How many people in Exwick remember what our Christmases, were like in the 1940s. Did we ever have white ones or does it just seem so? I remember very cold winter days when the windows were covered in frost and we used to heat a penny on the stove to make a hole to be out, icicles hung from the windowsills, taps became frozen, and chilblains were suffered regularly - my mother's cure for this was a handful of snow
rubbed into them and failing that a block of something called Snowfire was used. At night there was the old stone hotter bottle, blankets and eiderdown and if this wasn't enough a coat or two would if piled on top.
Shops didn't start their selling and advertising of Christmas goods so early and I am sure that made be whole event far more exciting, not that here was a lot to be had at that time because of rationing.
Most preparations we made before Christmas Eve despite the fact that we had no fridge, instead we had a walk in larder which led off the living room, with a meat safe and a big marble slab to keep things cool, and after Boxing Day nothing was wasted but was turned into stew and pies or reheated as cold meat and bubble and squeak. As everything was rationed we had to be very careful not to waste anything. Decorations would go up consisting of holly and evergreens and of course the paper chains which we had previously spent hours making. Stockings, or in my case a pillow slip, was left on the foot of the bed in anticipation of presents and we all made a great play of making sure to be asleep when Father Christmas came, remembering that this was war time we did not expect much as sweets were rationed and there was no tropical as there is now, but there was usually and apple and some nuts and if very lucky a box of dates and one year in that box I found a whole new eight sided threepenny piece! Most peoples presents were modest at this time. A good maxim to go by is if you don't expect much then you will not be disappointed.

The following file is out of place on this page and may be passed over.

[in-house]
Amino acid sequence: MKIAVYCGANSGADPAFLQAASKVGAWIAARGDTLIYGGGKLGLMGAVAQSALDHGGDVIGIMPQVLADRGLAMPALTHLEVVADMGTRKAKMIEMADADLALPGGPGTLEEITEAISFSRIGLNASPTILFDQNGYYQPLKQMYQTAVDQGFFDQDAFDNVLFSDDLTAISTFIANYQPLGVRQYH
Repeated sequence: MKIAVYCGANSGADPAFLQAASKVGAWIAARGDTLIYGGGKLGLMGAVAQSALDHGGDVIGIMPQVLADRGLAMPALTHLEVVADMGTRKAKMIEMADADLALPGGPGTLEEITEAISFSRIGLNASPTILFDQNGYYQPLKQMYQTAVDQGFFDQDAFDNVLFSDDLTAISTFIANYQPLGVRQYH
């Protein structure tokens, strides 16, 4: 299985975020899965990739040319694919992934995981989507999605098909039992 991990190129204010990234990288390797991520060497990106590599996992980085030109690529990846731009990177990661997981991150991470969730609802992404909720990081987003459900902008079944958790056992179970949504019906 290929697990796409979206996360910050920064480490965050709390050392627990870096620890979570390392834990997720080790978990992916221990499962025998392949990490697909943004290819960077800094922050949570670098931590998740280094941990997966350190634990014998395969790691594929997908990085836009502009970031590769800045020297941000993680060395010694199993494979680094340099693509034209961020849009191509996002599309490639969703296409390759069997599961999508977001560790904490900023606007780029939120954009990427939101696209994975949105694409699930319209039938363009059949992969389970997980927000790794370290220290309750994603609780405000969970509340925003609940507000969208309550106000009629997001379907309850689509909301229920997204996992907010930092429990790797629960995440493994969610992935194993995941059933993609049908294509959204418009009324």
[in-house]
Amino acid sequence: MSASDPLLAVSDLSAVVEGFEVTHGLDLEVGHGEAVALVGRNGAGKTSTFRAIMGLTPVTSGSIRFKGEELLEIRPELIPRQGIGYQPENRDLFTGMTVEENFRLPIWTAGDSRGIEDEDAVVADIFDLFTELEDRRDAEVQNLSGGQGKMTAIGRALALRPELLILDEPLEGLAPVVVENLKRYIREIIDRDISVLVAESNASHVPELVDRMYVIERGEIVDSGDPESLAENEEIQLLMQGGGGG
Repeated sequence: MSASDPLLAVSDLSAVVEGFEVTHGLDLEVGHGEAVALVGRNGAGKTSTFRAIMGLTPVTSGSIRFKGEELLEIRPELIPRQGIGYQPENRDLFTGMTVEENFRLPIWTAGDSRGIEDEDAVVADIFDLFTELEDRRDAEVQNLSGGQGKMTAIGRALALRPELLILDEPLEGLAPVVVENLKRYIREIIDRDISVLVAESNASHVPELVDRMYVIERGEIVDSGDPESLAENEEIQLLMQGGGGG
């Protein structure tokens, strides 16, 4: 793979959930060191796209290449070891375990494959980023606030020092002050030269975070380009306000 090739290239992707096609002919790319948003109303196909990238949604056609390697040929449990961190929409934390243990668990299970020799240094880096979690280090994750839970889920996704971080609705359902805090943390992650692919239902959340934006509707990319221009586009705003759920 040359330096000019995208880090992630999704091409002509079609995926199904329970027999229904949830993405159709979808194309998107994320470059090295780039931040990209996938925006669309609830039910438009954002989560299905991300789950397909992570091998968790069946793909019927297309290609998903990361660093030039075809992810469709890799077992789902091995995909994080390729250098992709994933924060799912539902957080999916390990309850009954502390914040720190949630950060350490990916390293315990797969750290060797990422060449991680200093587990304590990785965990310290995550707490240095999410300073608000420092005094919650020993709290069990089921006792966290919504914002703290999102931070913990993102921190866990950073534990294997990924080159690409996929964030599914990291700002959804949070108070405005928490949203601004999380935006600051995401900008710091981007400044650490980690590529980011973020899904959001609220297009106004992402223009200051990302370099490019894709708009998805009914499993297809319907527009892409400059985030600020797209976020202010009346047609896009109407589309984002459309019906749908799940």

On Christmas Eve there would be Midnight mass in St Andrews Church, with the choir in good voice, and on leaving everyone would be wishing each other Merry Christmas - this is still me time when I feel Christmas starts for me.
On the day itself after lunch we would listen to the Kings speech on the radio (no television then). But several programmes spring to minds, music with Ted Heath or Victor Sylvester. Comedians such as Arthur Askey, Bernard Miles, John Pertwee and Max Wall. There were singers, Anne Shelton, Vera Lynn, Dickie Valentine, and Gracie Fields. Later at night we would perhaps listen to Valentine Dyall as be Man in Black with his horror stories, he had a very distinctive and spooky voice just right for the job. There were also serial type programmes such as Dick Barton Special Agent, where you had to listen to the next episode or miss something exciting.
After tea we may play table games such as Cards, Draughts, Snakes and Ladders etc. and in those days we really did do as be song says, roast chestnuts on an open fire.
© 2011 Nell Tolley
These memories of Nell Tolley were originally published in the Guinness Newsletter and is reproduced with the permission of the author.
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